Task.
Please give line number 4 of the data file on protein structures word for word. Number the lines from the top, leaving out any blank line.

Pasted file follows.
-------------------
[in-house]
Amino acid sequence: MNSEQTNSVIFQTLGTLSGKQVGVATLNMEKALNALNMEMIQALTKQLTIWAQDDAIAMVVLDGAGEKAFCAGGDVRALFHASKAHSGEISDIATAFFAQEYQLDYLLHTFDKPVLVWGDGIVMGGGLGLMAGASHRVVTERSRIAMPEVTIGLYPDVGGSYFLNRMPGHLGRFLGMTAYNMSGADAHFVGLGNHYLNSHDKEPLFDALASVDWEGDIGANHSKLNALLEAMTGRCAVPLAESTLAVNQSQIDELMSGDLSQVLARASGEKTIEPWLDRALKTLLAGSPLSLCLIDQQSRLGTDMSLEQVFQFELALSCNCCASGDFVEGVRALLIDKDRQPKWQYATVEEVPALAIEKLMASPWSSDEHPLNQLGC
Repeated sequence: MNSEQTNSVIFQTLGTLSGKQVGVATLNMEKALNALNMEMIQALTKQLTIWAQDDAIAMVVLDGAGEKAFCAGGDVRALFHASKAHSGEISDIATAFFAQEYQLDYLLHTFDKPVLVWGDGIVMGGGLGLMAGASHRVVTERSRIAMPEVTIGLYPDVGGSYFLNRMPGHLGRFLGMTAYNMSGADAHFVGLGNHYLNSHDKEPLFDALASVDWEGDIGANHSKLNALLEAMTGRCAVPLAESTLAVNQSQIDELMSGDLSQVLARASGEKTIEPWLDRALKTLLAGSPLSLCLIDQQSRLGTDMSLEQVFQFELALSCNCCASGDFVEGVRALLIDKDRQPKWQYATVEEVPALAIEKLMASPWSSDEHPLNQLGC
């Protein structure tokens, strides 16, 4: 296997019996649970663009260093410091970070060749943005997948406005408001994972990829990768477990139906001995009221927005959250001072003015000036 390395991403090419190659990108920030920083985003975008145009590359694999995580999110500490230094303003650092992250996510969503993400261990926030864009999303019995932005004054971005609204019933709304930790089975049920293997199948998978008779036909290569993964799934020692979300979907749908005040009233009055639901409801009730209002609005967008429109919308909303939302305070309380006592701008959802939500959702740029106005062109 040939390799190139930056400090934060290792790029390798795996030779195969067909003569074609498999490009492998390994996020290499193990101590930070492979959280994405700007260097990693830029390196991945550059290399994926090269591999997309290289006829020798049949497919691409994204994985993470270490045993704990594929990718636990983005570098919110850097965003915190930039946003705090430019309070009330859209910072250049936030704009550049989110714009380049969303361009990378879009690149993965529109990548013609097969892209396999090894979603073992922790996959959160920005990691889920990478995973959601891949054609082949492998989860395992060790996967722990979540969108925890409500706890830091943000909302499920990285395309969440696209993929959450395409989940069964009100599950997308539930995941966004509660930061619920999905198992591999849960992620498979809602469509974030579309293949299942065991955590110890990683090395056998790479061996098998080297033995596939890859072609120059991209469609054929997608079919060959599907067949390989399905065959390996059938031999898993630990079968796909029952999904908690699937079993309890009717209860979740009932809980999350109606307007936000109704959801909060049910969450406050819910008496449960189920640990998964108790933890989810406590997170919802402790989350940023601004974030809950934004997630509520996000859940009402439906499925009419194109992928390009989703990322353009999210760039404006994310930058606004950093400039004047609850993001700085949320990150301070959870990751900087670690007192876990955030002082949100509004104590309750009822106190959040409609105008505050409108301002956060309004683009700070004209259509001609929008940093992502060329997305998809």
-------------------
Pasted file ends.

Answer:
């Protein structure tokens, strides 16, 4: 296997019996649970663009260093410091970070060749943005997948406005408001994972990829990768477990139906001995009221927005959250001072003015000036 390395991403090419190659990108920030920083985003975008145009590359694999995580999110500490230094303003650092992250996510969503993400261990926030864009999303019995932005004054971005609204019933709304930790089975049920293997199948998978008779036909290569993964799934020692979300979907749908005040009233009055639901409801009730209002609005967008429109919308909303939302305070309380006592701008959802939500959702740029106005062109 040939390799190139930056400090934060290792790029390798795996030779195969067909003569074609498999490009492998390994996020290499193990101590930070492979959280994405700007260097990693830029390196991945550059290399994926090269591999997309290289006829020798049949497919691409994204994985993470270490045993704990594929990718636990983005570098919110850097965003915190930039946003705090430019309070009330859209910072250049936030704009550049989110714009380049969303361009990378879009690149993965529109990548013609097969892209396999090894979603073992922790996959959160920005990691889920990478995973959601891949054609082949492998989860395992060790996967722990979540969108925890409500706890830091943000909302499920990285395309969440696209993929959450395409989940069964009100599950997308539930995941966004509660930061619920999905198992591999849960992620498979809602469509974030579309293949299942065991955590110890990683090395056998790479061996098998080297033995596939890859072609120059991209469609054929997608079919060959599907067949390989399905065959390996059938031999898993630990079968796909029952999904908690699937079993309890009717209860979740009932809980999350109606307007936000109704959801909060049910969450406050819910008496449960189920640990998964108790933890989810406590997170919802402790989350940023601004974030809950934004997630509520996000859940009402439906499925009419194109992928390009989703990322353009999210760039404006994310930058606004950093400039004047609850993001700085949320990150301070959870990751900087670690007192876990955030002082949100509004104590309750009822106190959040409609105008505050409108301002956060309004683009700070004209259509001609929008940093992502060329997305998809």